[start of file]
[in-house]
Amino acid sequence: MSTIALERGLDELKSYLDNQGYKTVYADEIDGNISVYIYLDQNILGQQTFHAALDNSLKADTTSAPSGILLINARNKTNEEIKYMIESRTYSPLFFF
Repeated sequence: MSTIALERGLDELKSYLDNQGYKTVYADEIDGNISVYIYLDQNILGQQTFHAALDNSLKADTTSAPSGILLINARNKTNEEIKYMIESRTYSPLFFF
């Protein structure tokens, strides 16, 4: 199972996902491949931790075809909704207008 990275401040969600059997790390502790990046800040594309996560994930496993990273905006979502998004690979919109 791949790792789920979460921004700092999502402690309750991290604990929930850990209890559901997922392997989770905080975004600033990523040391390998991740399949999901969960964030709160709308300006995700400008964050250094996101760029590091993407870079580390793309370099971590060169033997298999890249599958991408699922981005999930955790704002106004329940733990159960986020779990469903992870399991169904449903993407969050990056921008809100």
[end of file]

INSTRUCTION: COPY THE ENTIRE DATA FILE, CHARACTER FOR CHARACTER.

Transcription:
[in-house]
Amino acid sequence: MSTIALERGLDELKSYLDNQGYKTVYADEIDGNISVYIYLDQNILGQQTFHAALDNSLKADTTSAPSGILLINARNKTNEEIKYMIESRTYSPLFFF
Repeated sequence: MSTIALERGLDELKSYLDNQGYKTVYADEIDGNISVYIYLDQNILGQQTFHAALDNSLKADTTSAPSGILLINARNKTNEEIKYMIESRTYSPLFFF
């Protein structure tokens, strides 16, 4: 199972996902491949931790075809909704207008 990275401040969600059997790390502790990046800040594309996560994930496993990273905006979502998004690979919109 791949790792789920979460921004700092999502402690309750991290604990929930850990209890559901997922392997989770905080975004600033990523040391390998991740399949999901969960964030709160709308300006995700400008964050250094996101760029590091993407870079580390793309370099971590060169033997298999890249599958991408699922981005999930955790704002106004329940733990159960986020779990469903992870399991169904449903993407969050990056921008809100």